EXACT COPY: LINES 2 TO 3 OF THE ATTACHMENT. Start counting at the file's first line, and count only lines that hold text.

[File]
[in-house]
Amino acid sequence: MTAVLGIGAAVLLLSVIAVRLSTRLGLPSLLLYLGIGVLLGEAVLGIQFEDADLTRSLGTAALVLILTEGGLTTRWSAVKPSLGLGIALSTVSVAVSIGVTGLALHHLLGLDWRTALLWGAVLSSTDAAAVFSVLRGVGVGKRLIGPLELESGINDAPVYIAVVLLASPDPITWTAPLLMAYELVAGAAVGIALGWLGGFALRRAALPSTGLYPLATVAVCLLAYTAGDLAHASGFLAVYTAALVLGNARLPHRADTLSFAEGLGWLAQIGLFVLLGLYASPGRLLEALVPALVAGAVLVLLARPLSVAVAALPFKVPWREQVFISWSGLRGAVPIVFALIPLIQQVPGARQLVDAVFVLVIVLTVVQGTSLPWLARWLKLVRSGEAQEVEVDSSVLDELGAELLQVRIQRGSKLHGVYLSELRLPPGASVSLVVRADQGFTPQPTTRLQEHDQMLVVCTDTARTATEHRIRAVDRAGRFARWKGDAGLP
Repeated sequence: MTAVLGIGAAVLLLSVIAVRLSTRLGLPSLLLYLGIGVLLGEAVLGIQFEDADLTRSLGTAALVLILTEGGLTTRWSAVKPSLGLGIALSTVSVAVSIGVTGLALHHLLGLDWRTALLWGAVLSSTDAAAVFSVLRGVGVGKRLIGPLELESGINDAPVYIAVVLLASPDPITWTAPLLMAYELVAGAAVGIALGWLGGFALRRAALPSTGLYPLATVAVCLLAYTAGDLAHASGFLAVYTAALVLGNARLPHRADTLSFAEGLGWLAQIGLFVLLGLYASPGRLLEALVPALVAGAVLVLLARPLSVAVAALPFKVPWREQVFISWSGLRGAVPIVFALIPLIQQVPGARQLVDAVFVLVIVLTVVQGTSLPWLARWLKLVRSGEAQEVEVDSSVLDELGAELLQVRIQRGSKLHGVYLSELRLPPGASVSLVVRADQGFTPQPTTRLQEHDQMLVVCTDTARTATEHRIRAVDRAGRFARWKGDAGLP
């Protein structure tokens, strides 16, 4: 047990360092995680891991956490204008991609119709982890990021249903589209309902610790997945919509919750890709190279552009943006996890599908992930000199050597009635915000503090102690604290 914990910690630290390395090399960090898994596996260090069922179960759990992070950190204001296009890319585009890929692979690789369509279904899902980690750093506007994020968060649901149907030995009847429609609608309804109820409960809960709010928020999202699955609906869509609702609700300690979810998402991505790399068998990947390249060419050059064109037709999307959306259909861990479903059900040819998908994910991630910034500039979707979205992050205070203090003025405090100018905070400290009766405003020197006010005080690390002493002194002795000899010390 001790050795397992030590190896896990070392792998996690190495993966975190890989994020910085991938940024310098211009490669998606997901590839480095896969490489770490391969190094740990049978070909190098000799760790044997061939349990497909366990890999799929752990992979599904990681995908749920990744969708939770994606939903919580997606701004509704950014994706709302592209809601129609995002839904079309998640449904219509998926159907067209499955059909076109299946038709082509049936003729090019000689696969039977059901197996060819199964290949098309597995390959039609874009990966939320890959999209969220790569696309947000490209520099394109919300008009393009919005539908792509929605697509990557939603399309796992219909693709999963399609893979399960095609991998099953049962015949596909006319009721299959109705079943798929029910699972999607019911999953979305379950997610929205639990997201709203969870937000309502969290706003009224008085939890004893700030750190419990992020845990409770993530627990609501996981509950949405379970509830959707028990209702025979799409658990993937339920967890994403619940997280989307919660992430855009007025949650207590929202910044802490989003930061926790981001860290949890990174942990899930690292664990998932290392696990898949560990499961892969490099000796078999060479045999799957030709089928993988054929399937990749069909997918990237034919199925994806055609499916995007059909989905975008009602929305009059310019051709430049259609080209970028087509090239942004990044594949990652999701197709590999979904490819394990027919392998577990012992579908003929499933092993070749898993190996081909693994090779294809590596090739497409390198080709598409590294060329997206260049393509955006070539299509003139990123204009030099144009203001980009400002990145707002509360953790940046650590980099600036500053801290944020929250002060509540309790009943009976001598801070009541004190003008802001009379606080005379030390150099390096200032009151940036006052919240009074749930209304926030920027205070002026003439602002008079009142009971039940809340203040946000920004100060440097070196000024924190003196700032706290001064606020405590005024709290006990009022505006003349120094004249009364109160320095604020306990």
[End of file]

Amino acid sequence: MTAVLGIGAAVLLLSVIAVRLSTRLGLPSLLLYLGIGVLLGEAVLGIQFEDADLTRSLGTAALVLILTEGGLTTRWSAVKPSLGLGIALSTVSVAVSIGVTGLALHHLLGLDWRTALLWGAVLSSTDAAAVFSVLRGVGVGKRLIGPLELESGINDAPVYIAVVLLASPDPITWTAPLLMAYELVAGAAVGIALGWLGGFALRRAALPSTGLYPLATVAVCLLAYTAGDLAHASGFLAVYTAALVLGNARLPHRADTLSFAEGLGWLAQIGLFVLLGLYASPGRLLEALVPALVAGAVLVLLARPLSVAVAALPFKVPWREQVFISWSGLRGAVPIVFALIPLIQQVPGARQLVDAVFVLVIVLTVVQGTSLPWLARWLKLVRSGEAQEVEVDSSVLDELGAELLQVRIQRGSKLHGVYLSELRLPPGASVSLVVRADQGFTPQPTTRLQEHDQMLVVCTDTARTATEHRIRAVDRAGRFARWKGDAGLP
Repeated sequence: MTAVLGIGAAVLLLSVIAVRLSTRLGLPSLLLYLGIGVLLGEAVLGIQFEDADLTRSLGTAALVLILTEGGLTTRWSAVKPSLGLGIALSTVSVAVSIGVTGLALHHLLGLDWRTALLWGAVLSSTDAAAVFSVLRGVGVGKRLIGPLELESGINDAPVYIAVVLLASPDPITWTAPLLMAYELVAGAAVGIALGWLGGFALRRAALPSTGLYPLATVAVCLLAYTAGDLAHASGFLAVYTAALVLGNARLPHRADTLSFAEGLGWLAQIGLFVLLGLYASPGRLLEALVPALVAGAVLVLLARPLSVAVAALPFKVPWREQVFISWSGLRGAVPIVFALIPLIQQVPGARQLVDAVFVLVIVLTVVQGTSLPWLARWLKLVRSGEAQEVEVDSSVLDELGAELLQVRIQRGSKLHGVYLSELRLPPGASVSLVVRADQGFTPQPTTRLQEHDQMLVVCTDTARTATEHRIRAVDRAGRFARWKGDAGLP